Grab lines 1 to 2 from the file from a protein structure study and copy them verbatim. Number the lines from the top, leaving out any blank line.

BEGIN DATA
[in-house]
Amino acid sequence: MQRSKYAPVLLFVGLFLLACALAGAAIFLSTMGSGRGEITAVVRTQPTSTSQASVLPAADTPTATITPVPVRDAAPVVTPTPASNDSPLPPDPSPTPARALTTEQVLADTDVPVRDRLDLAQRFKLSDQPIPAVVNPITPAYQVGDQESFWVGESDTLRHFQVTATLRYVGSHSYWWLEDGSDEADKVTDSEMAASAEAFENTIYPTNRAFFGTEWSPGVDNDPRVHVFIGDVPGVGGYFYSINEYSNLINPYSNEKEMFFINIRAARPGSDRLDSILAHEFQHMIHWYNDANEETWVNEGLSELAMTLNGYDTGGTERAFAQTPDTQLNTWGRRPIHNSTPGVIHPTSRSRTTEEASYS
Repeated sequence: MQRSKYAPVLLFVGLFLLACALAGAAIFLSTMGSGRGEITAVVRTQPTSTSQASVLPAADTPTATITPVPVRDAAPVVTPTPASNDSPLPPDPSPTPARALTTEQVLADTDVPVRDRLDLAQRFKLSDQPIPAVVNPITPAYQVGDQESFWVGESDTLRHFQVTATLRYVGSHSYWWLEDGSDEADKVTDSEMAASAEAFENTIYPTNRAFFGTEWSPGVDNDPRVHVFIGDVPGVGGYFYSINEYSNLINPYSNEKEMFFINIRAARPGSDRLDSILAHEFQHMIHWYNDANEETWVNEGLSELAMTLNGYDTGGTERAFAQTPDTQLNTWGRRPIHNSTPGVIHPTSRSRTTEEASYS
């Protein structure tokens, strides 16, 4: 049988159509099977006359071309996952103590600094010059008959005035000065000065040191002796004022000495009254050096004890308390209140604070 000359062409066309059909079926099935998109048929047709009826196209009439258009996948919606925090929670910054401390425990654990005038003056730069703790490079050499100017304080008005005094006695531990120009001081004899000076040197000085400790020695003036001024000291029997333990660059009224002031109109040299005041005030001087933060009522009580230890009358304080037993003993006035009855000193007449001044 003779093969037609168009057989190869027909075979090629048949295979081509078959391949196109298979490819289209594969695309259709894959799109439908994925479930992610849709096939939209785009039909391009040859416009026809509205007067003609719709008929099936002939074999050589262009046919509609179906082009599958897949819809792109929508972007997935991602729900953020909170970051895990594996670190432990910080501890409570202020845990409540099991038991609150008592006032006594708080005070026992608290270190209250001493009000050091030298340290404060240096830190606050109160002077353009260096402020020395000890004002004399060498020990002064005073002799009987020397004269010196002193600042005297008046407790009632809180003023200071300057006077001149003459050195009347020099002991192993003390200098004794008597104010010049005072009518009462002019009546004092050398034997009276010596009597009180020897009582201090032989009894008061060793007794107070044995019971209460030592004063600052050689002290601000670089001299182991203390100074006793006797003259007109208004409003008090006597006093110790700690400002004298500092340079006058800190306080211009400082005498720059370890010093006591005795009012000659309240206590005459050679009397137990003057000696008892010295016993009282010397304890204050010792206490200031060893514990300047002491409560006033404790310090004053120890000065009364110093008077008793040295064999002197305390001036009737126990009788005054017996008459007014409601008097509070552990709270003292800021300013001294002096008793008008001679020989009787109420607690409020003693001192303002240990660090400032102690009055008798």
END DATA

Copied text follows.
[in-house]
Amino acid sequence: MQRSKYAPVLLFVGLFLLACALAGAAIFLSTMGSGRGEITAVVRTQPTSTSQASVLPAADTPTATITPVPVRDAAPVVTPTPASNDSPLPPDPSPTPARALTTEQVLADTDVPVRDRLDLAQRFKLSDQPIPAVVNPITPAYQVGDQESFWVGESDTLRHFQVTATLRYVGSHSYWWLEDGSDEADKVTDSEMAASAEAFENTIYPTNRAFFGTEWSPGVDNDPRVHVFIGDVPGVGGYFYSINEYSNLINPYSNEKEMFFINIRAARPGSDRLDSILAHEFQHMIHWYNDANEETWVNEGLSELAMTLNGYDTGGTERAFAQTPDTQLNTWGRRPIHNSTPGVIHPTSRSRTTEEASYS